Paris, 1942. Robert Klein cannot find any fault with the state of affairs in German-occupied France. He has a well-furnished flat, a mistress, and business is booming. Jews facing ... See full summary »
The aristocratic Tony moves to London and hires the servant Hugo Barrett for all services at home. Barrett seems to be a loyal and competent employee, but Tony's girlfriend Susan does not like him and asks Tony to send him away. When Barrett brings his sister Vera to work and live in the house, Tony has a brief hidden affair with her. After traveling with Susan and spending a couple of days in a friend's house outside London, the couple unexpectedly returns and finds Barrett and Vera, who are actually lovers, in Tony's room. They are fired and Susan breaks with Tony. Later, Tony meets Barrett alone in a pub and hires him back, and Barrett imposes his real dark intentions in the house, turning the table and switching position with his master.Written by
Claudio Carvalho, Rio de Janeiro, Brazil
An intimately crafted psychological drama, The Servant is a remarkable film that deserves to be seen by all. Written by Harold Pinter, based on a novel by Robin Maugham, it is a stunningly intelligent dissection of two men, the upper crust Tony (James Fox) and his new servant, Hugo Barrett (Dirk Bogarde). Through these two characters, Pinter's script unravels sharp ups and downs of class warfare and sexual games, as the two men constantly play a tug of war for power in all forms. When they first meet the two seem to hit it off quite well, falling comfortably into their positions of servant and master.
However, once Tony's fiancée Susan (Wendy Craig) comes into the mix and disapproves of Barrett, things start to become more conflicted. Then, Barrett's "sister" Vera (Sarah Miles) comes to move in and her true nature, as Barrett's lover, throws an even stronger rift between the two and their class positioning. The intrusion of these women sets off a descent from their idyllic lifestyle and the two men spend the rest of the time clashing with one another, the walls slowly closing in on this gripping and powerful study.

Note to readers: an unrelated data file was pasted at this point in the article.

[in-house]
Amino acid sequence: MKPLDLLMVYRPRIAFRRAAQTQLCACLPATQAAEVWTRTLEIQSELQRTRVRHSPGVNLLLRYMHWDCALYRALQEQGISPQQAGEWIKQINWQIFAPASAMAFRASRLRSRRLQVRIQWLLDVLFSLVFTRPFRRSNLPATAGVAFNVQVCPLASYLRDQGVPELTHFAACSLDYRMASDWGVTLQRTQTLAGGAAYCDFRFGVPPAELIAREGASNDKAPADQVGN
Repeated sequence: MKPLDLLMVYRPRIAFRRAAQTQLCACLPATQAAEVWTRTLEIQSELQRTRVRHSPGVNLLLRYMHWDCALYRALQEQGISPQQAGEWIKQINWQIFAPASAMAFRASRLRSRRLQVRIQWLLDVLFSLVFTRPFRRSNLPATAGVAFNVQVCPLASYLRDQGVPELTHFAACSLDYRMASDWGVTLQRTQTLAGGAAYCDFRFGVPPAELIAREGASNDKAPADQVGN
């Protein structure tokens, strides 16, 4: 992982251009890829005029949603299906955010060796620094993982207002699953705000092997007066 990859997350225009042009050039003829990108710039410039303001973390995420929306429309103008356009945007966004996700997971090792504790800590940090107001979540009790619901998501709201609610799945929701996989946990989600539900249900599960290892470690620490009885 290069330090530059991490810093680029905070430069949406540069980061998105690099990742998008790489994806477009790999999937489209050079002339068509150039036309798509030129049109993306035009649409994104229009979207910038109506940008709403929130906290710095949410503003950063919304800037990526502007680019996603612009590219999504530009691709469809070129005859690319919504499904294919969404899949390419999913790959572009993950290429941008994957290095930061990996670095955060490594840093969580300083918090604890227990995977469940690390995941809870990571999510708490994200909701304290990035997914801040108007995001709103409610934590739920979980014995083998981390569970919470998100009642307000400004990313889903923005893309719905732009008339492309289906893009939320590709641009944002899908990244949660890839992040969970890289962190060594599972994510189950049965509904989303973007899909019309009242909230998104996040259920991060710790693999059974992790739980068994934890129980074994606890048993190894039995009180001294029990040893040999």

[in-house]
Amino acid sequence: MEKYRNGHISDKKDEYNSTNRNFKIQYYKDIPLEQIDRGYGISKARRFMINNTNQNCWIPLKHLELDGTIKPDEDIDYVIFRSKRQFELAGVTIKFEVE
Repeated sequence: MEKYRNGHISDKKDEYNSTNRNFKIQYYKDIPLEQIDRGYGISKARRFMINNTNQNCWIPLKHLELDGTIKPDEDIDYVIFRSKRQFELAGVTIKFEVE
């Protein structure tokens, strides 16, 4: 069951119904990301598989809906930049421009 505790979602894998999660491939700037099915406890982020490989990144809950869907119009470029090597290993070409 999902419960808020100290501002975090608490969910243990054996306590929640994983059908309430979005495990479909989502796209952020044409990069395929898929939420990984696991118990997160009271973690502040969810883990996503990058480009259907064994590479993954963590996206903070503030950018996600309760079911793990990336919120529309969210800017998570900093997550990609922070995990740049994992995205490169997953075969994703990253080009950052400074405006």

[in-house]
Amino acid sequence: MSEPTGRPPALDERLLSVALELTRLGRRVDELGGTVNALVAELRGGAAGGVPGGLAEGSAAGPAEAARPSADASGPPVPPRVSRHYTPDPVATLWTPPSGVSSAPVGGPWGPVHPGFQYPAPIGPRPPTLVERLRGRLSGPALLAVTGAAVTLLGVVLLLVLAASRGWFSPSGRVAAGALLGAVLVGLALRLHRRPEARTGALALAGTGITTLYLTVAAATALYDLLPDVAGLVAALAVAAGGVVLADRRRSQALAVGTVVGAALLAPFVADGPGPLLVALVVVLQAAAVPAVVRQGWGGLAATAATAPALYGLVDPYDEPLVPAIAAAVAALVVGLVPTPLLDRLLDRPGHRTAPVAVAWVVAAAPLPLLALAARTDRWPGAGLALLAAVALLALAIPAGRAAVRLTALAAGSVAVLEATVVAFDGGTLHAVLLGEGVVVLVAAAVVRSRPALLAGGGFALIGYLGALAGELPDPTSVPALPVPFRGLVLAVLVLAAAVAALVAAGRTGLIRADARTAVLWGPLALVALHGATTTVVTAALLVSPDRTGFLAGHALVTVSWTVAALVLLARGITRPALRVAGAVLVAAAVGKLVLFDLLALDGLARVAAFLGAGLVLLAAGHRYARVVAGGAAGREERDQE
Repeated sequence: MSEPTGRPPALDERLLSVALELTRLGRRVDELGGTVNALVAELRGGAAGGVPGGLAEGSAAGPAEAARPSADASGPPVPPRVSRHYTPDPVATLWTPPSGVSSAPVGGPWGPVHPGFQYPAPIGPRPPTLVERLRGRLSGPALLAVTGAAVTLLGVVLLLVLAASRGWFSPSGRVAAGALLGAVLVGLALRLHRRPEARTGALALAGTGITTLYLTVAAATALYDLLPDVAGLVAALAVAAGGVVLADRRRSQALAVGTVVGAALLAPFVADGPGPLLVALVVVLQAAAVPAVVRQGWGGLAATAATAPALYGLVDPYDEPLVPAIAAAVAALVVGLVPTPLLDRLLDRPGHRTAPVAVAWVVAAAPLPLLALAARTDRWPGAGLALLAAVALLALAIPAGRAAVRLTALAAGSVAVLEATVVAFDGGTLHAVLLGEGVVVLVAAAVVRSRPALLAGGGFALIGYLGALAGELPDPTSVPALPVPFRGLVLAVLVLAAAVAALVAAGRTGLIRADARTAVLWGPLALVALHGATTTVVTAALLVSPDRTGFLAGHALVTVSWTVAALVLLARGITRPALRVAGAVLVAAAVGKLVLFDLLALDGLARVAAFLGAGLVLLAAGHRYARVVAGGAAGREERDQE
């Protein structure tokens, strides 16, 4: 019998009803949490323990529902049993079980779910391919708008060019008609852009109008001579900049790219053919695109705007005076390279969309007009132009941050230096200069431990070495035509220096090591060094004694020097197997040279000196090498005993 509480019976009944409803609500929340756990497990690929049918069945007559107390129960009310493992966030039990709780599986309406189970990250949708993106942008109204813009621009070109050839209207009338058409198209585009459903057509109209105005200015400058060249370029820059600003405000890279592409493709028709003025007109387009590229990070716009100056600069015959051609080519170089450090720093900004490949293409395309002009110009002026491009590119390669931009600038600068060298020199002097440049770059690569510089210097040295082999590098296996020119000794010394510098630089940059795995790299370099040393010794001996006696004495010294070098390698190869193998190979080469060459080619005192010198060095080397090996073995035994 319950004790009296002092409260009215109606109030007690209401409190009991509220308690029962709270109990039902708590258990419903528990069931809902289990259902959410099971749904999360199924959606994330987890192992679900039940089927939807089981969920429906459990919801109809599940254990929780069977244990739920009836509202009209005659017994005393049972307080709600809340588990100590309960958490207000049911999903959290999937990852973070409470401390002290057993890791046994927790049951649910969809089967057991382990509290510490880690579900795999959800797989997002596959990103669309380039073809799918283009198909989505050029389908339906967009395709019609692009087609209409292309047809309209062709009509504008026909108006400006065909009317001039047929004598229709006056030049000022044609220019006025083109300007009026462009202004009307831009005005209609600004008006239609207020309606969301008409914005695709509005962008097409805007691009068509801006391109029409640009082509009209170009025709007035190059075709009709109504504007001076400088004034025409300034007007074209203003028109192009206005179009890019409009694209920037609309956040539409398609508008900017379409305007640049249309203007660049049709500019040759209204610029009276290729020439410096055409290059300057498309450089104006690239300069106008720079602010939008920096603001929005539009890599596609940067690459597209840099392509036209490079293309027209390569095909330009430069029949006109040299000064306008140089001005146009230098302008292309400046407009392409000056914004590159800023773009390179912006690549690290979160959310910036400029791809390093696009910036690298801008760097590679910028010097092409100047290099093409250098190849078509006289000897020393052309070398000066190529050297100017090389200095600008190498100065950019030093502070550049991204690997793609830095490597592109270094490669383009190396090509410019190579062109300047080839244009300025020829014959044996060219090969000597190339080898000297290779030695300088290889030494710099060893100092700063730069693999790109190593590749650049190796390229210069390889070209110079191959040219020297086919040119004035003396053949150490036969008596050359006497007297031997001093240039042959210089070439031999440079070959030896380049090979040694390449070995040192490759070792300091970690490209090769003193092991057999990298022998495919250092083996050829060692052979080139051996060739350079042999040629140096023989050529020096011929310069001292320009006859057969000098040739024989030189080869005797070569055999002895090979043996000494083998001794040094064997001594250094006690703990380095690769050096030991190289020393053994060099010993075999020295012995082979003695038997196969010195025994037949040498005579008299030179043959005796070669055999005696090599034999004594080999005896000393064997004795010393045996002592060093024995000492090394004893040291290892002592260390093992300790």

Director Joseph Losey makes great work of his tools here, using a lot of unique camera techniques like splitting the focus and viewing the characters through reflective surfaces rather than directly, which all serve to heighten the already high tension. The structure is bizarre and the final act gets surprisingly dark and borderline surreal, as the two engage in a series of fascinating interactions to further dissect the state of their dynamic. The Servant would be absolutely nothing without the performances of it's two men, and they both deliver in equal measures. The women are both superb as well, Craig being sharp and vicious, Miles being naive and sensual, but it's the boys show all the way through.
Bogarde is breathtaking, convincingly portraying the "gentleman's gentleman" of a butler at first but slowly turning more sinister and terrifying as time passes on. He plays all sides of this character with total life, always remaining a mystery to the audience as we are never sure whether he is fooling Tony and us or if he's being sincere at any given moment. There's a scene between him and Susan where she digs into him and the pain on his face, the emasculation, actually allows the viewer to feel deeply for what could have been a very unlikeable character.
Fox is no dull edge either, meeting Bogarde with a heartbreaking descent, falling from the mannered and composed young man we first meet into the shriveled and destroyed wreck by the end. The shifting dynamics between the two are always engaging, and Pinter embeds the film with just the right amount of emotion, comedy, terror and homoerotic subtext. It's a shattering work, marvelously performed by everyone involved.
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